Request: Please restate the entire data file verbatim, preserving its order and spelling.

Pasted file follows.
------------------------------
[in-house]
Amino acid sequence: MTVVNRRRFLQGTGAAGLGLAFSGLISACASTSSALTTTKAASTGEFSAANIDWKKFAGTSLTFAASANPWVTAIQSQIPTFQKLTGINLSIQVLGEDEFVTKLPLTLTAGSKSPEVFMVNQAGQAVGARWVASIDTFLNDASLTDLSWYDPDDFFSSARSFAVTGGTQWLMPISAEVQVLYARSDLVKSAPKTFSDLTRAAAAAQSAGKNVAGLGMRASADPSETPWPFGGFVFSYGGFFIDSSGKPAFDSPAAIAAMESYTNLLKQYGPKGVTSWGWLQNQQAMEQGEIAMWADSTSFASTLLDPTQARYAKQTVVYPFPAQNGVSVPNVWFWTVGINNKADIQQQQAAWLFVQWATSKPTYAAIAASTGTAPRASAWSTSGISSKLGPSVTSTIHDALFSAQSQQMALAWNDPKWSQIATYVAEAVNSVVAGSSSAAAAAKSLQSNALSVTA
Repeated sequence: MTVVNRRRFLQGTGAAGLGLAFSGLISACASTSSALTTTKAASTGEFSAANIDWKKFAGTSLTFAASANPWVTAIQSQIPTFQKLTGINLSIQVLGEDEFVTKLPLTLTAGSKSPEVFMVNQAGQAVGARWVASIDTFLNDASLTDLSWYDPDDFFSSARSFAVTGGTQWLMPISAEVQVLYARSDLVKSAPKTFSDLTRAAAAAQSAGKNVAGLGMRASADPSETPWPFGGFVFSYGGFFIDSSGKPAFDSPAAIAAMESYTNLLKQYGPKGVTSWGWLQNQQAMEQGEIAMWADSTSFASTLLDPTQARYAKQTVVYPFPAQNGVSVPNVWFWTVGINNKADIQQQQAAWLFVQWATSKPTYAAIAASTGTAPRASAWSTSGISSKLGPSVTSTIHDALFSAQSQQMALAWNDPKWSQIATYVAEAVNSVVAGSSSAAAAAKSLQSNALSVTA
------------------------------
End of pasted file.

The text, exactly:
[in-house]
Amino acid sequence: MTVVNRRRFLQGTGAAGLGLAFSGLISACASTSSALTTTKAASTGEFSAANIDWKKFAGTSLTFAASANPWVTAIQSQIPTFQKLTGINLSIQVLGEDEFVTKLPLTLTAGSKSPEVFMVNQAGQAVGARWVASIDTFLNDASLTDLSWYDPDDFFSSARSFAVTGGTQWLMPISAEVQVLYARSDLVKSAPKTFSDLTRAAAAAQSAGKNVAGLGMRASADPSETPWPFGGFVFSYGGFFIDSSGKPAFDSPAAIAAMESYTNLLKQYGPKGVTSWGWLQNQQAMEQGEIAMWADSTSFASTLLDPTQARYAKQTVVYPFPAQNGVSVPNVWFWTVGINNKADIQQQQAAWLFVQWATSKPTYAAIAASTGTAPRASAWSTSGISSKLGPSVTSTIHDALFSAQSQQMALAWNDPKWSQIATYVAEAVNSVVAGSSSAAAAAKSLQSNALSVTA
Repeated sequence: MTVVNRRRFLQGTGAAGLGLAFSGLISACASTSSALTTTKAASTGEFSAANIDWKKFAGTSLTFAASANPWVTAIQSQIPTFQKLTGINLSIQVLGEDEFVTKLPLTLTAGSKSPEVFMVNQAGQAVGARWVASIDTFLNDASLTDLSWYDPDDFFSSARSFAVTGGTQWLMPISAEVQVLYARSDLVKSAPKTFSDLTRAAAAAQSAGKNVAGLGMRASADPSETPWPFGGFVFSYGGFFIDSSGKPAFDSPAAIAAMESYTNLLKQYGPKGVTSWGWLQNQQAMEQGEIAMWADSTSFASTLLDPTQARYAKQTVVYPFPAQNGVSVPNVWFWTVGINNKADIQQQQAAWLFVQWATSKPTYAAIAASTGTAPRASAWSTSGISSKLGPSVTSTIHDALFSAQSQQMALAWNDPKWSQIATYVAEAVNSVVAGSSSAAAAAKSLQSNALSVTA